Parenting styles differ from parent to parent. If you have ever been to an event that involves kids and parents. It’s pretty easy to see that there are a variety of styles. It is not so easy to see is which is better. Likely because there isn’t a style that is “better”. There are, however, styles that closely align with you, your values, and your children’s nature.
Over the past several months, we’ve been reviewing different parenting styles. So far, we’ve looked at Tiger and Elephant parenting as well as Helicopter and Hands-Off parenting. Now we’re taking a look at the pros and cons of Instinctive and Attachment parenting. Although the two styles are different, there are a few threads of similarities between them.
Please keep in mind that the pros and cons noted below are potential outcomes, not definite outcomes.
Instinctive Parenting: Relying on instinct to parent your child(ren) and using your own upbringing as a guide to parenting.
- Offers the opportunity for kids to be themselves
- Parents react to what the child needs
- Potentially a less regimented environment because there aren’t set rules for this style of parenting
- Can be considered an “old school” approach to parenting
- Largely dependent on how the parent was brought up, regardless of who may have raised them (mother, father, grandparent, sibling, close older friend)
- May be difficult to deal with the types of challenges that children face today
Parents that follow an instinctive approach leverage their own gut feelings. Also how they were raised to parent their own children. Using your own intuition vs constantly following the rules. This can help create a secure environment for kids and help them grow emotionally.
Because instinctive parenting is very personal. The emotional, physical, and virtual well-being of each child parented in this manner will vary widely. It will likely mimic the well-being of the parent. Parents may struggle when dealing with situations that they did not encounter when they were a child. Maybe have had very little experience with, and should ask others for guidance if these situations arise.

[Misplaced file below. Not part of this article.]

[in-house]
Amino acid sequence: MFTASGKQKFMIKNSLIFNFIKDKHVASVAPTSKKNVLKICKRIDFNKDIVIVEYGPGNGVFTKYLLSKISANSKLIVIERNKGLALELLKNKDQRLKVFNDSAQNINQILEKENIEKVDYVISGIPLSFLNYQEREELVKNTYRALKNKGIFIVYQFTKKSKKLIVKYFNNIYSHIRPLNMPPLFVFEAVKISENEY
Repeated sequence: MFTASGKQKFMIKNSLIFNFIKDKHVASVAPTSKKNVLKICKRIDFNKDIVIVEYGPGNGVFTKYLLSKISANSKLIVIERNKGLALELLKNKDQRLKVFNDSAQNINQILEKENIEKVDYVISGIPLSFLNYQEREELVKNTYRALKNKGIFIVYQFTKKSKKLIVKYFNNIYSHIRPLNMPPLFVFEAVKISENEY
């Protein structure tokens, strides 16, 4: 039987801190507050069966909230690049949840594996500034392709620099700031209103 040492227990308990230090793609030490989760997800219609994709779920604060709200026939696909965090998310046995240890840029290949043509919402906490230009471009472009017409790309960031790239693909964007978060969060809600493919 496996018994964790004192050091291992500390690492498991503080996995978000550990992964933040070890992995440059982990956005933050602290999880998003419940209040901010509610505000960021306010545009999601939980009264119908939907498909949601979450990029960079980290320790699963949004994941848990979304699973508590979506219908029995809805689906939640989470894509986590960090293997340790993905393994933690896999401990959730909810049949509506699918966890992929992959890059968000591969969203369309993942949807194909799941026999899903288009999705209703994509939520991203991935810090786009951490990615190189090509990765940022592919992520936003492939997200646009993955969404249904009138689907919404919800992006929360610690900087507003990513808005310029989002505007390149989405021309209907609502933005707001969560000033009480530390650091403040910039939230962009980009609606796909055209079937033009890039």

Attachment Parenting: Creating an environment where there is no definable early separation between you and your child(ren) and focusing on the bond between parent and child.
- Creates a strong emotional and psychological bond between parent and child
- May be easier to understand the wants and needs of the child
- Promotes a safe haven for children with their parents
- Kids tend to have a positive outlook about themselves and the relationships they develop
- Can be associated with over-parenting and may be a difficult transition as children get older, or move out of the house
- Self-growth and self-exploration may be inhibited
Attachment parents focus on building a strong bond with their children. In the early years, there may be no definable separation between the parent and the child. This form of parenting encourages bodily closeness to enhance the attachment. This may include extended breastfeeding, extended bed-sharing, and homeschooling. Some believe that these stronger bonds can help children become more secure and peaceful adults.
This may inhibit children from exploring and learning about their world without parent supervision. This style can keep kids safe from physical and virtual dangers. It may also expose them to challenges later in life. Since they have not built the skills necessary to self-identify potential dangers.
One Style Does Not Fit All
One of the interesting elements of these, and the other parenting styles that we are sharing, is that parents do not need to adopt just one style. Styles could shift based on the age of the child, styles could also be layered, or styles could change based on the personality of the child. That is one of the reasons we are sharing these different styles, to help provide information and enable you to make the decision that is right for you, and your child.
Next month we’ll be exploring the Authoritative and Permissive parenting styles. Spoiler alert, these styles fall in the opposite category again! Keep an eye on our blog for that post.
And for additional reading, we encourage you to check out Distracted Parenting. What is your digital addiction doing to your kids?.